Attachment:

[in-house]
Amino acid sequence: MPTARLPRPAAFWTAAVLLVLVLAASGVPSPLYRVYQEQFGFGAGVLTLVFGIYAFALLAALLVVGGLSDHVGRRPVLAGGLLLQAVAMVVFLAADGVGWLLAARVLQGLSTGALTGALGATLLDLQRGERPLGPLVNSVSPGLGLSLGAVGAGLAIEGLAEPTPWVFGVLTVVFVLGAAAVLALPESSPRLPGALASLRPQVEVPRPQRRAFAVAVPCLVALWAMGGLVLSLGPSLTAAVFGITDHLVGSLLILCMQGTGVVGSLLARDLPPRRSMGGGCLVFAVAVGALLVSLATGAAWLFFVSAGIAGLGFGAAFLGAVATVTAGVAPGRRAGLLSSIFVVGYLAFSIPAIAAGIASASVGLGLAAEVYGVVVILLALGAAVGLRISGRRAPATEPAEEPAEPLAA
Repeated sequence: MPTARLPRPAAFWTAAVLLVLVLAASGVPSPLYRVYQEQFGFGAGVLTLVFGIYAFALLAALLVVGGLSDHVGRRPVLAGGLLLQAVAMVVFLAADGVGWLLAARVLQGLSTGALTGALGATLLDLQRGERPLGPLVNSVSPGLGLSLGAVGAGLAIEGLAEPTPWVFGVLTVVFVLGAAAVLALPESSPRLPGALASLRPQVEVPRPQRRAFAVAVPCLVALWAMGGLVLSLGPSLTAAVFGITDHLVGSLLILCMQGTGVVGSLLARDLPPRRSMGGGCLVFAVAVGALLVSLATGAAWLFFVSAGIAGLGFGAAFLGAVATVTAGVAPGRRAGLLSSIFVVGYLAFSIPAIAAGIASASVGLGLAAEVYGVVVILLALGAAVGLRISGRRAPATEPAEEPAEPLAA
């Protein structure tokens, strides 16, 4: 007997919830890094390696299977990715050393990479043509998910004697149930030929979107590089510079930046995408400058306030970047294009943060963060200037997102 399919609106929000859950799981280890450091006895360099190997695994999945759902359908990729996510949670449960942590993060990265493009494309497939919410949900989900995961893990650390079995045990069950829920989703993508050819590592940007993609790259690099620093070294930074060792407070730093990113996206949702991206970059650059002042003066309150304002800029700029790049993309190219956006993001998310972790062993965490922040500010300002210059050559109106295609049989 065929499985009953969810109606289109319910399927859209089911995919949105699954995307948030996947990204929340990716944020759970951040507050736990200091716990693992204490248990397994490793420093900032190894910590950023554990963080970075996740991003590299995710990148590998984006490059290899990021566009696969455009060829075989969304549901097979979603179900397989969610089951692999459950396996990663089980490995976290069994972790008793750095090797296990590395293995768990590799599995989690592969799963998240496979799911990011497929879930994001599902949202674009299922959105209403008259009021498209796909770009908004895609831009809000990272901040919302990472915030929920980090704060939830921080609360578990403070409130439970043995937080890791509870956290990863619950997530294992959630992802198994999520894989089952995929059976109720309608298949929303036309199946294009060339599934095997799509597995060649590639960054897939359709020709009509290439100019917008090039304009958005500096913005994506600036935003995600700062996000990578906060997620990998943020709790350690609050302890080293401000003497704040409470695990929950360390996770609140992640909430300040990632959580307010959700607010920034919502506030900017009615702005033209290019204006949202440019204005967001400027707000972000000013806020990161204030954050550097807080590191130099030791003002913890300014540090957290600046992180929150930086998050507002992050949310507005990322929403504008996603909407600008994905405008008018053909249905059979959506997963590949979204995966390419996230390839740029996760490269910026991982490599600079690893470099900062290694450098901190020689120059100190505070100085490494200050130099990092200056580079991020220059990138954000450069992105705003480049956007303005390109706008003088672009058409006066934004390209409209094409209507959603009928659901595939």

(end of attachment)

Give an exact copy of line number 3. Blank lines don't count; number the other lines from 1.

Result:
Repeated sequence: MPTARLPRPAAFWTAAVLLVLVLAASGVPSPLYRVYQEQFGFGAGVLTLVFGIYAFALLAALLVVGGLSDHVGRRPVLAGGLLLQAVAMVVFLAADGVGWLLAARVLQGLSTGALTGALGATLLDLQRGERPLGPLVNSVSPGLGLSLGAVGAGLAIEGLAEPTPWVFGVLTVVFVLGAAAVLALPESSPRLPGALASLRPQVEVPRPQRRAFAVAVPCLVALWAMGGLVLSLGPSLTAAVFGITDHLVGSLLILCMQGTGVVGSLLARDLPPRRSMGGGCLVFAVAVGALLVSLATGAAWLFFVSAGIAGLGFGAAFLGAVATVTAGVAPGRRAGLLSSIFVVGYLAFSIPAIAAGIASASVGLGLAAEVYGVVVILLALGAAVGLRISGRRAPATEPAEEPAEPLAA